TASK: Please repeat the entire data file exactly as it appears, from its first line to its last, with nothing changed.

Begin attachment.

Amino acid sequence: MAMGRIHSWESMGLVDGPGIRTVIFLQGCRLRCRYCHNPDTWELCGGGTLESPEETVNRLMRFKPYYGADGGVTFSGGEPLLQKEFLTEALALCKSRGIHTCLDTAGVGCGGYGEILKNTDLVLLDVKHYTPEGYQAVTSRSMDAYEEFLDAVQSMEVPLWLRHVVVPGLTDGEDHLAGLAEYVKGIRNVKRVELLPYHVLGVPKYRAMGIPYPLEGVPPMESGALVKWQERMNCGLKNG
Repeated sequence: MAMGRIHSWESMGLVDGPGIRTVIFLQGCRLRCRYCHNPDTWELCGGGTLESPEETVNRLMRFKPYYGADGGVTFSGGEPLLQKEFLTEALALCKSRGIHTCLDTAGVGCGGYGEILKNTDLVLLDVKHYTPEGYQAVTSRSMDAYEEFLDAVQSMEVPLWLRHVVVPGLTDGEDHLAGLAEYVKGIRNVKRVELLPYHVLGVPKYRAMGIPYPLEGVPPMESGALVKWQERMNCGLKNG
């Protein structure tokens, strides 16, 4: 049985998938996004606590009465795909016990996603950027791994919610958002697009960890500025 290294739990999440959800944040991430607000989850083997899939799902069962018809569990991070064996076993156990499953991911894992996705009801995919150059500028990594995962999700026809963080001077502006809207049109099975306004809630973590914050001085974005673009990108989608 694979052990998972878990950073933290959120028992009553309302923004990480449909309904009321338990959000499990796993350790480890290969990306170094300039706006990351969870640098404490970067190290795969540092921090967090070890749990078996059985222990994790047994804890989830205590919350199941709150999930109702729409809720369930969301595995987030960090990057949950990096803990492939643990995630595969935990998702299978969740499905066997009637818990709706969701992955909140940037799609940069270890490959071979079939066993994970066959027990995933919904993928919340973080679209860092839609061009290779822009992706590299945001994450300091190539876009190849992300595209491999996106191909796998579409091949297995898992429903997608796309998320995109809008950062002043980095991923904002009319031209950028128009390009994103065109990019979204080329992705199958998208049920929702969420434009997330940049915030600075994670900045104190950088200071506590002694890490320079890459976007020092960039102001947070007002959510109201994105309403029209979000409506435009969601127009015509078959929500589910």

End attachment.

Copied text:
Amino acid sequence: MAMGRIHSWESMGLVDGPGIRTVIFLQGCRLRCRYCHNPDTWELCGGGTLESPEETVNRLMRFKPYYGADGGVTFSGGEPLLQKEFLTEALALCKSRGIHTCLDTAGVGCGGYGEILKNTDLVLLDVKHYTPEGYQAVTSRSMDAYEEFLDAVQSMEVPLWLRHVVVPGLTDGEDHLAGLAEYVKGIRNVKRVELLPYHVLGVPKYRAMGIPYPLEGVPPMESGALVKWQERMNCGLKNG
Repeated sequence: MAMGRIHSWESMGLVDGPGIRTVIFLQGCRLRCRYCHNPDTWELCGGGTLESPEETVNRLMRFKPYYGADGGVTFSGGEPLLQKEFLTEALALCKSRGIHTCLDTAGVGCGGYGEILKNTDLVLLDVKHYTPEGYQAVTSRSMDAYEEFLDAVQSMEVPLWLRHVVVPGLTDGEDHLAGLAEYVKGIRNVKRVELLPYHVLGVPKYRAMGIPYPLEGVPPMESGALVKWQERMNCGLKNG
């Protein structure tokens, strides 16, 4: 049985998938996004606590009465795909016990996603950027791994919610958002697009960890500025 290294739990999440959800944040991430607000989850083997899939799902069962018809569990991070064996076993156990499953991911894992996705009801995919150059500028990594995962999700026809963080001077502006809207049109099975306004809630973590914050001085974005673009990108989608 694979052990998972878990950073933290959120028992009553309302923004990480449909309904009321338990959000499990796993350790480890290969990306170094300039706006990351969870640098404490970067190290795969540092921090967090070890749990078996059985222990994790047994804890989830205590919350199941709150999930109702729409809720369930969301595995987030960090990057949950990096803990492939643990995630595969935990998702299978969740499905066997009637818990709706969701992955909140940037799609940069270890490959071979079939066993994970066959027990995933919904993928919340973080679209860092839609061009290779822009992706590299945001994450300091190539876009190849992300595209491999996106191909796998579409091949297995898992429903997608796309998320995109809008950062002043980095991923904002009319031209950028128009390009994103065109990019979204080329992705199958998208049920929702969420434009997330940049915030600075994670900045104190950088200071506590002694890490320079890459976007020092960039102001947070007002959510109201994105309403029209979000409506435009969601127009015509078959929500589910």